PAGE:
I tried to believe there is no such thing as a muse to incite some kind of art. But now I’m empty and the birds don’t sing, the leaves have all fallen and so’s my heart. I have no words with which a net I’d knit that I might capture your dear heart and soul. And now for two hours I’ve done naught but sit, with a net not made of words, just all hole. But how do I catch what I cannot hold, my hands stuck in these holed pockets so deep? My fingers empty of all but the cold, with no words I can sew, so none shall I reap. Please touch me with a whisper, my muse, old friend. remind my imagination how I’ve been wrong. Together we’ll fill autumn’s trees again, lift my heart, and the birds’ voices in song.
I don’t think the trees care if the leaves they flip come up heads or tails. They just let them fall, like coins into an old toll booth basket, something you must do to get from here to there, from Summer to Winter. Sometimes I feel like one of those leaves, flipped from the branch closest to the sky, where I could sometimes feel as if I was flying, only I’m actually tripping my way down the oaken stairway, ultimately jumping into the void between Up and Down. I know the ground's coming, cold and sad as another broken heart, but for a moment or two, I’m defiant, ignoring gravity upon an October breeze, enjoying a freedom I’ve only felt for so short a time before. It’s not the sky in which I fly, but, soon enough, the bare trees won’t block my view of that blue. Unless… Heads!
Perhaps if I dreamed I’d not find all my nights such lonely walks from light to light, like street lamps pouring down without warmth on this corner through the dark to the next pool of yellow glow ahead. Or like Tuesday to Wednesday. I’ve strolled or rolled my way through each, always wishing I could reach out to touch that warmth light and dark and I denied me, wrapped as I might be in blankets or shadows. But if I dreamed, perhaps I’d dream of you joining me here at the intersection of Yesterday and Tomorrow. Someday some warm Tonight.
From their highest branch perch upon us they’ll spy, in this sylvan church on whose floor they’ll all lie. But some have yet to fall, though look at them sway, like bold paintings on the wall of a windy gallery display. They must know come their ends, colors bright as beacons, as cold North Wind portends and their grip weakens. There goes another I see I’d hoped might be staying. Nature’s iconography at which I’d been praying. But all we can do is sigh as they wave ‘bye and fly, remember, when most leaves fall and die come dark mid-November. And that’s how it goes, as years and we grow old. Winter’s silver snows will plate even autumn’s gold. My prayers cannot stop the passage of time. Like leaves we’ll drop when we drop, with or without silly rhyme. It’s October and I’ve fallen, dear, and I don’t care if you’re an oak or birch. Labels don’t matter to me here, leaf’s a leaf, love’s love in my church. Photo ©2015, Joseph Hesch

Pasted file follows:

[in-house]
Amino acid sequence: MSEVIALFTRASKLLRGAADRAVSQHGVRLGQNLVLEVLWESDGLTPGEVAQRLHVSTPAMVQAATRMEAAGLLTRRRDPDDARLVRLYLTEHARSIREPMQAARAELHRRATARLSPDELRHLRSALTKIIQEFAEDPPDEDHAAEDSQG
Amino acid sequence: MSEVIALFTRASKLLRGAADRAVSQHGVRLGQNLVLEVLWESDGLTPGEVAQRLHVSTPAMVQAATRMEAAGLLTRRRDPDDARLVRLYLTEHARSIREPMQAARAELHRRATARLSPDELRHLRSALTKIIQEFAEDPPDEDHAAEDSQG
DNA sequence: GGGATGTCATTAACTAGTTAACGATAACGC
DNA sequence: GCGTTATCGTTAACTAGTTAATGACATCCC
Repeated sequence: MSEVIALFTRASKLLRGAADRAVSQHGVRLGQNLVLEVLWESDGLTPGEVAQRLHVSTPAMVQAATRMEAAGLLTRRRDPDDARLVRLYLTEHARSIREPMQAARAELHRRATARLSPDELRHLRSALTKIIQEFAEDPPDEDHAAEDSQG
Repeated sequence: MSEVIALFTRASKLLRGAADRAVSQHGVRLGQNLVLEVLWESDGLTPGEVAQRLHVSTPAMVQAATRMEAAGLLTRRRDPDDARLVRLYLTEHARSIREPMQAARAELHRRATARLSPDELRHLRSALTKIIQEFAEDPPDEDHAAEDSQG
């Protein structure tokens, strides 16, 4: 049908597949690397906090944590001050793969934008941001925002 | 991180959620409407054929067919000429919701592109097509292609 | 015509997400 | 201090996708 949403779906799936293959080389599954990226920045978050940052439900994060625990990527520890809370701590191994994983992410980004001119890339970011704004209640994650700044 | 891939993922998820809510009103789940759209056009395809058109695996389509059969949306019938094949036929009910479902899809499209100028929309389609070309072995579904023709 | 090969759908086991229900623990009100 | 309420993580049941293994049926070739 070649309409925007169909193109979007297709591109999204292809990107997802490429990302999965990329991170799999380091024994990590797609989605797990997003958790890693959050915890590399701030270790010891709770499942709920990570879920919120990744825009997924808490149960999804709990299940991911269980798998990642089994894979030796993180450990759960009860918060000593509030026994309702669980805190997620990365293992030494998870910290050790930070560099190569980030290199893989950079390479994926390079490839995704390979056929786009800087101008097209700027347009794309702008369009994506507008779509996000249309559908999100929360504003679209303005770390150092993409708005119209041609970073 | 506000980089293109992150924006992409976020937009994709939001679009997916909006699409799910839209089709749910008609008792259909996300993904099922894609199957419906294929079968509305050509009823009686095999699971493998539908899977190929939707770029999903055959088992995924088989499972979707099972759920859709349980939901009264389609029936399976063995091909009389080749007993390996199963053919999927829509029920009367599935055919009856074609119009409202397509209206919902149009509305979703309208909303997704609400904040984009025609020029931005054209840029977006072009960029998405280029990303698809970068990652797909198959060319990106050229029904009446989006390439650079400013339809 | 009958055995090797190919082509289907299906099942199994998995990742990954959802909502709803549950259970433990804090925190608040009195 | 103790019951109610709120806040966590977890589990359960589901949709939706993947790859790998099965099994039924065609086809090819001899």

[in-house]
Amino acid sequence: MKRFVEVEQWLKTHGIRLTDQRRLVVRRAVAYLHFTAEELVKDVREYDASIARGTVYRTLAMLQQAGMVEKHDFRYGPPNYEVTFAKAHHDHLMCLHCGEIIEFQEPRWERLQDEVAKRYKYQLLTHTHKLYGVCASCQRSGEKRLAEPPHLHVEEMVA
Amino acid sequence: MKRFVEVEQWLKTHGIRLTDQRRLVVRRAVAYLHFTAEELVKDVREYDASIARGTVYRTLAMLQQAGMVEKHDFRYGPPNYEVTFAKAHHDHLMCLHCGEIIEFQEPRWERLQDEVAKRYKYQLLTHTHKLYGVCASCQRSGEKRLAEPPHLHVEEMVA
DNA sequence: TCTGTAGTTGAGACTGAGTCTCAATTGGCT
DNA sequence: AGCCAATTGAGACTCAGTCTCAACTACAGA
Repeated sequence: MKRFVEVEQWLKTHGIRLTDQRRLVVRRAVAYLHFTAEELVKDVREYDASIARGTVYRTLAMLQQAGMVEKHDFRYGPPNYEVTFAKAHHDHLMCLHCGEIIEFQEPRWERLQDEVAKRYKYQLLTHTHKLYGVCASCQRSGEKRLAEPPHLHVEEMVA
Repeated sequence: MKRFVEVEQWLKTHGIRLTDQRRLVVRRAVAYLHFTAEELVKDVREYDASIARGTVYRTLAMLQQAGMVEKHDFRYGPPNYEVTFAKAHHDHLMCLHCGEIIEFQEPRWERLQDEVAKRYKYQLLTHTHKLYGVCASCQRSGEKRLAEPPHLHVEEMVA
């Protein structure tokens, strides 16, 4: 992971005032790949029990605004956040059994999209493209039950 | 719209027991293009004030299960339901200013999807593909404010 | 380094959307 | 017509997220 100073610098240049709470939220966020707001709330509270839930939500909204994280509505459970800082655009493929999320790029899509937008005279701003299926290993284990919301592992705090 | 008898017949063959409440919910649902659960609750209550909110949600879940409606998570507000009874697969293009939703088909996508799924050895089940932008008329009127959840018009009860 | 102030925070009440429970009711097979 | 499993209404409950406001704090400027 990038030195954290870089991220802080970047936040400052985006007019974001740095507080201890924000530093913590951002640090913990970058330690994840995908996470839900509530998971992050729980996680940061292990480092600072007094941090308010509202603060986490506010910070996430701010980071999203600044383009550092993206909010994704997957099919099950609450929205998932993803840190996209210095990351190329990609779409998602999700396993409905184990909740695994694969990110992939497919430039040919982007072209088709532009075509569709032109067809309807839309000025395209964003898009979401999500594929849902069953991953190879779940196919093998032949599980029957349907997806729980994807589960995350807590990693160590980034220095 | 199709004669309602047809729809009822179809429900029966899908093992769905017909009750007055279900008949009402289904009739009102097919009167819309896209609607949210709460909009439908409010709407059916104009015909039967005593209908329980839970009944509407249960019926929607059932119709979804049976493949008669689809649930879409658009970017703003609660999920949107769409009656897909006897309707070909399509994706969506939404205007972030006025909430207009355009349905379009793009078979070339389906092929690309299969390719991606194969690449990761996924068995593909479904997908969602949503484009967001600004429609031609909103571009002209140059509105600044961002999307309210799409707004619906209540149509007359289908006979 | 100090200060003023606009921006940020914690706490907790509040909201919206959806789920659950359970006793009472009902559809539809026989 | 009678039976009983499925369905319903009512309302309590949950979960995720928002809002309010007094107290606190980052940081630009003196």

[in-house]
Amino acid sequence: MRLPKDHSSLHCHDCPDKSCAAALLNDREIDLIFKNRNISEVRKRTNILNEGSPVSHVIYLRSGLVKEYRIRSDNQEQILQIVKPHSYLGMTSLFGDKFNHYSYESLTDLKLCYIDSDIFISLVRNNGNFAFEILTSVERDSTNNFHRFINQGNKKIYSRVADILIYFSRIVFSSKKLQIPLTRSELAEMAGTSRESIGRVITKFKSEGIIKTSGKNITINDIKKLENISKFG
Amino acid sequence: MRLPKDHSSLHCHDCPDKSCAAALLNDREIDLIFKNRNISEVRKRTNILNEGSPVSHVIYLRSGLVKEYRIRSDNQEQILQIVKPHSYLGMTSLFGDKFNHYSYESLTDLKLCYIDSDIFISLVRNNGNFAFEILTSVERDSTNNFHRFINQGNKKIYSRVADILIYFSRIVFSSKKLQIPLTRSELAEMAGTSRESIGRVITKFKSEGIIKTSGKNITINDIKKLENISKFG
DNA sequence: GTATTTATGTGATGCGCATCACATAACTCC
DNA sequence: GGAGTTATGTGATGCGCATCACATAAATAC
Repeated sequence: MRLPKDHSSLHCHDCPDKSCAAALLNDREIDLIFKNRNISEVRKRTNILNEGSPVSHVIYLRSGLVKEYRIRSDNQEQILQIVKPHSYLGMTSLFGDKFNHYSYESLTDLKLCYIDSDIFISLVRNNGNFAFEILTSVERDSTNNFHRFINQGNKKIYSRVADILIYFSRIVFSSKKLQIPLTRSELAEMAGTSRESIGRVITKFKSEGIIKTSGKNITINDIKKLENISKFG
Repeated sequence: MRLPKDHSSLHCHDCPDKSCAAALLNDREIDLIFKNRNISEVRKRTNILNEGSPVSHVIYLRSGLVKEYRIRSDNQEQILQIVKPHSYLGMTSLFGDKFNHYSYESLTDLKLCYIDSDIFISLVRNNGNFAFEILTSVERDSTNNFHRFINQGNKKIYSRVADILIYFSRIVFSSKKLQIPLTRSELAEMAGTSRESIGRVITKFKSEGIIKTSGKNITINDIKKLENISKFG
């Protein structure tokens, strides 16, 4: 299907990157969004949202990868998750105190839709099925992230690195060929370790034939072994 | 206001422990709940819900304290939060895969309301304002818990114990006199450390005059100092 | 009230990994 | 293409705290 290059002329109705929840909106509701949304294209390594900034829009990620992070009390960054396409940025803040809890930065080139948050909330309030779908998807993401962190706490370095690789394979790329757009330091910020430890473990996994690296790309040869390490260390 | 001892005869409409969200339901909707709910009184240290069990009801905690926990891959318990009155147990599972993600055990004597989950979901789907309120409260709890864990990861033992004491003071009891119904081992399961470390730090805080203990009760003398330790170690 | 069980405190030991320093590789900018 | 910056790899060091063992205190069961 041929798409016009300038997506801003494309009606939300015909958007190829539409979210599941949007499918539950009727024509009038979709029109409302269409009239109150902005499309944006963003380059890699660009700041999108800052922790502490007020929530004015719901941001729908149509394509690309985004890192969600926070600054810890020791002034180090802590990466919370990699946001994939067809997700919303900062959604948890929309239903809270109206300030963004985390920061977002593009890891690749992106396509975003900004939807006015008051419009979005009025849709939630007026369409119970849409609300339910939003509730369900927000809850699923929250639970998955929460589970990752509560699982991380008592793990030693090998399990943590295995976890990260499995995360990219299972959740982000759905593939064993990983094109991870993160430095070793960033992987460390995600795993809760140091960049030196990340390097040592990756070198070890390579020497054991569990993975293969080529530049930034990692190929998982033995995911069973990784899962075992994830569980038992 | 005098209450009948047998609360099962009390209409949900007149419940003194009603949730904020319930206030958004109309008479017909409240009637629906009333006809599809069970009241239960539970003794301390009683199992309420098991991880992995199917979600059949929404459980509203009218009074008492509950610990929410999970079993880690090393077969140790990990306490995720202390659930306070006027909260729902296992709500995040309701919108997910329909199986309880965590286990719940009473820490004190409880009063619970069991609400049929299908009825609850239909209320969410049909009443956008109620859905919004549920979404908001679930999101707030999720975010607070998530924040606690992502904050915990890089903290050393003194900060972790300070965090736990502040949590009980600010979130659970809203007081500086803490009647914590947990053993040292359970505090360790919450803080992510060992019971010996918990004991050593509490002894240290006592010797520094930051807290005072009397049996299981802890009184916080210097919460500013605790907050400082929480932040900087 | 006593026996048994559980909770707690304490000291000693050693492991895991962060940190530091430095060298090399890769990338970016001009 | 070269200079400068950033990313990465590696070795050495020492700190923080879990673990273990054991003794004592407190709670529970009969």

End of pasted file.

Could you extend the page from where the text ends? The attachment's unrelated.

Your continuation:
I thought that if I were broken enough I would see the light — Robert Creeley, “The Revelation” Today I went blind when the light of revelation poured through the weak places I’d thought I’d made stronger with wishes and forgetfulness. It felt safe here in the dark, not knowing whoever came scratching or pounding on these walls we’ve stretched between me and you. But my best-laid plans most often fail when it comes to affairs of this hollow old space. So the light came through, over there where I’d punched the wall, up there where the prayers stop and stick into the ceiling, down here where my tears eroded the shaky floor upon which I’ve stood alone for way too long. I hobbled over to this one crack and scraped away the wish I’d forgotten I’d made so many times it sounds like an echo in this empty heart of mine. That’s when I closed my eyes for good, because I saw the one trying to bring love’s light to me wasn’t you, but me. I understand, but I’d rather be broken and blind than whole and not see you.
Memories fade in the growing dark, which has increased its pace and one day soon will grasp his shadow, the long cutout of light in the shape of a man as featureless as his life. The sun sits lower on the horizon than he’s ever seen and blinds him to what lies ahead as much as the dark conceals the nothing he’s seen and been. He stops to wonder if it’s even worth taking another step toward a future as featureless as his shadow, one he knows will be more nothing and nothing more than a monotonous shuffle of heartbeat steps. “Let the darkness have me,” he sighs, consigned with becoming part of the forgotten. That’s when the voice comes out of the dark past, growing louder and warmer as its memory approaches him. “Why are you in such a hurry toward a light that only blinds you to all around you? And if life only needs you staying one step ahead of the darkness, why must you always walk the straight line, my friend?” the voice says. “Because…” but he could find no answer. He realized while the shortest distance between two points is a straight line, it can be fully colorful off the lines they give you.